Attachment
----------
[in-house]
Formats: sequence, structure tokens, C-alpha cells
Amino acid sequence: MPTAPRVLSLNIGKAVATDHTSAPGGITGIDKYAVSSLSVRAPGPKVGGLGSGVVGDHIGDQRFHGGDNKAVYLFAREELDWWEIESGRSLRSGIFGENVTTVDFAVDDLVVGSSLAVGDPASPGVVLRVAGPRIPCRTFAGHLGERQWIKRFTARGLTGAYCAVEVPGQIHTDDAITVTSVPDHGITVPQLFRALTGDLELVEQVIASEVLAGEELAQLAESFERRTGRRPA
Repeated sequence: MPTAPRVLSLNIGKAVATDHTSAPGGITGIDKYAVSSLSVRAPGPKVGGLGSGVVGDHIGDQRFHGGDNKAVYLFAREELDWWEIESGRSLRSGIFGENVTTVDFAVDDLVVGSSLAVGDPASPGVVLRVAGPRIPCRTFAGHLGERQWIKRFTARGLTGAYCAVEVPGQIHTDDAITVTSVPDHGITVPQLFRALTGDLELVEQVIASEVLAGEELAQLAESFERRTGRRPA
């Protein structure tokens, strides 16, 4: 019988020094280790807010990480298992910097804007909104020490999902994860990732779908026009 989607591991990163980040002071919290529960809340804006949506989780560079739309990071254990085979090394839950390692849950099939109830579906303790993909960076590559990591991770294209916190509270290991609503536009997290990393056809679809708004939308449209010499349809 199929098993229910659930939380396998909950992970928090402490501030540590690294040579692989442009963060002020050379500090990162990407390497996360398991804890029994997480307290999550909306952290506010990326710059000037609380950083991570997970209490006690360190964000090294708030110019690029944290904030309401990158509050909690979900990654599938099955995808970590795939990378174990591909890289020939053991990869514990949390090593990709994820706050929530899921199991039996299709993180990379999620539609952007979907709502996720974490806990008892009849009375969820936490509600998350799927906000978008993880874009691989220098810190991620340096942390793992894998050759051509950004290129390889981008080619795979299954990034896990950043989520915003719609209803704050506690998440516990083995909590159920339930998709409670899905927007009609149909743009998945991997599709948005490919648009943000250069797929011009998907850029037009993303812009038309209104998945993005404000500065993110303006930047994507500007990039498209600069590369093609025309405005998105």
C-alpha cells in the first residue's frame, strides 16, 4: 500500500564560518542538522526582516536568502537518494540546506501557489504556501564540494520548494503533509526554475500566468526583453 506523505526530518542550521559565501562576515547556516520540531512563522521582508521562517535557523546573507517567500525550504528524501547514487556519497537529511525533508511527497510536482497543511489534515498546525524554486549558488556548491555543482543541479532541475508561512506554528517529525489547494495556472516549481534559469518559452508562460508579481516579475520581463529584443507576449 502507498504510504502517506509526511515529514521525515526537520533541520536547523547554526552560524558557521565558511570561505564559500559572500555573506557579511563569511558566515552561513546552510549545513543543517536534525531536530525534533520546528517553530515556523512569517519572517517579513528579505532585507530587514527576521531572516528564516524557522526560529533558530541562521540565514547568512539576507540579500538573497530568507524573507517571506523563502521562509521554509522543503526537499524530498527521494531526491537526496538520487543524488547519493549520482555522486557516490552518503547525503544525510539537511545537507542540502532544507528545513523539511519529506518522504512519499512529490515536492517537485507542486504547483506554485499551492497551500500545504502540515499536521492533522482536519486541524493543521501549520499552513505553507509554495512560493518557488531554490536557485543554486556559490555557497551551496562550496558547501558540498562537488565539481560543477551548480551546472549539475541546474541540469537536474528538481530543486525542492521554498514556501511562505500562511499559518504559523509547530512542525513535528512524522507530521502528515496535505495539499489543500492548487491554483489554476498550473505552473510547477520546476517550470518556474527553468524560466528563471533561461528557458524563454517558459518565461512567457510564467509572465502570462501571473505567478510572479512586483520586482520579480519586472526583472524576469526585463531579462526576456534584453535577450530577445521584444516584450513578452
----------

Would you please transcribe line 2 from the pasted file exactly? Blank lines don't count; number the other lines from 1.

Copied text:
Formats: sequence, structure tokens, C-alpha cells